In May 2006, it was announced that after decades of secretly investigating UFOs, the British Ministry of Defense had finally come to the conclusion that aliens were not visiting our planet. The MoD’s assertions were revealed within the pages of a formerly-classified document that had been commissioned in 1996 and that was completed in February 2000. Titled the Condign Report, the 465-page document demonstrated how British air defense experts had decided that UFO sightings were the result of “natural but relatively rare and not completely understood phenomena” – such as plasmas.

UFO researchers Dr. David Clarke and Gary Anthony – who were at the forefront of the effort to get the MoD to declassify the Condign Report – noted the following in relation to the secret study:

“Mr. X [the title given by Clarke and Anthony to the still-unidentified MoD-sponsored author] goes even further by drawing upon the controversial research and conclusions of research carried out at Laurentian University by Michael Persinger. He finds merit in the theory that plasmas or earthlights may explain a range of close-encounter and even ‘alien abduction’ experiences. The report says that on rare occasions plasmas can cause responses in the temporal-lobe area of the human brain, leading observers to suffer extended memory retention and repeat experiences. This, the report’s author believes, may be ‘a key factor in influencing the more extreme reports [that] are clearly believed by the victims.’”

Dr. Greg Little, commenting on such unidentified balls of light, says: “Persinger’s primary interest has been in the nearly unbelievable effects the plasma’s magnetic field has on human consciousness…Persinger’s research indicates that people who come into close contact with these charged plasma forms experience altered states of consciousness producing a host of strange visions,” including UFO abductions.

What, exactly, is the temporal lobe that Persinger believes may play a significant role in such matters? Essentially, it is a region of the cerebral cortex that is found beneath the Sylvian fissure on both the left and right hemispheres of the brain, and which is involved in auditory processing. In addition, the temporal lobe plays an important role in the processing of semantics in both speech and vision, as well as in the formation of long-term memory, and its transference from the short-term memory state.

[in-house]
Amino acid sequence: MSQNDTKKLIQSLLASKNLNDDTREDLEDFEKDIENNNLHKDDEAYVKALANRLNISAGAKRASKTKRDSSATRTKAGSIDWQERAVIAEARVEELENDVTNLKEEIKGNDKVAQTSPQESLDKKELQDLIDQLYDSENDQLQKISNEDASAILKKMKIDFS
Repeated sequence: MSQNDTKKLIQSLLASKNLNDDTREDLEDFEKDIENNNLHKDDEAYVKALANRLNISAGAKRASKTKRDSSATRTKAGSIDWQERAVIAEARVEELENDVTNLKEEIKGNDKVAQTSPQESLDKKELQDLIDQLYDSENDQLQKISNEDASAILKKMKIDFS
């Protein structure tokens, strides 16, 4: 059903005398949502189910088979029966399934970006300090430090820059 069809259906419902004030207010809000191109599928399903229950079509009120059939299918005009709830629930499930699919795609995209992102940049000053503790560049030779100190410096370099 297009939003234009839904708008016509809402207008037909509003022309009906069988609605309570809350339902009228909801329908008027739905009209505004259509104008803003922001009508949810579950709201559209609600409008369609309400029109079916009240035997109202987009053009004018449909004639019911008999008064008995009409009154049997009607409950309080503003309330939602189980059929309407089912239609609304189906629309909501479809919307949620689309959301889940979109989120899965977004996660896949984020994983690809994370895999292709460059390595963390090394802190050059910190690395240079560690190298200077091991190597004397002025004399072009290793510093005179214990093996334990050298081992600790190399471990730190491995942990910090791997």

In other words, the temporal-lobe is a vital component of the process by which we interpret and compartmentalize audio-visual phenomena, and plays a significant role in the way in which we recall such phenomena, via our memories.

Of course, an advanced intelligence having the ability to influence, or outright manipulate, such a complex tool as the temporal-lobe might well possess the ability to make us see, hear, and later recall, just about anything it wanted – such as, perhaps, a long-haired, or diminutive bug-eyed, alien claiming to come from some far-off world. But is such a theory really feasible?

British researcher Paul Devereux – who is a recognized authority on Ghost-Light phenomena – says that a not-fully-understood by-product of stresses and strains in the Earth’s crust may indeed produce such Ghost-Light-type plasmas; however, in other instances, he offers, there is an intriguing possibility that the Ghost-Lights may very well represent a type of literal life-form. Devereux notes that if such reports can be considered credible, then at least some of the lights may be demonstrating a “playful, animal-like curiosity.”

Expanding on this issue, he adds: “But this is a forbidden topic. For one thing, it raises the tricky question of the nature of consciousness…To even suggest that consciousness might manifest in geophysical contexts as well as biological ones is to go beyond the pale.”

What if the British Ministry of Defense is at least partially correct, and this “not completely understood phenomena” is indeed responsible for claims of alien encounters via its affect on the temporal lobe? But what if the MoD is wrong in its conclusion that this same phenomenon and its subsequent affect on the mind is a wholly natural one? What if the “playful, animal-like curiosity” shown by some Ghost-Lights of the type that Paul Devereux has commented upon is evidence that they are beings in their own unique right ?

An issue deeply and profoundly worth pondering on? In my view: Yes!

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Nick Redfern works full time as a writer, lecturer, and journalist. He writes about a wide range of unsolved mysteries, including Bigfoot, UFOs, the Loch Ness Monster, alien encounters, and government conspiracies. Nick has written 41 books, writes for Mysterious Universe and has appeared on numerous television shows on the The History Channel, National Geographic Channel and SyFy Channel.
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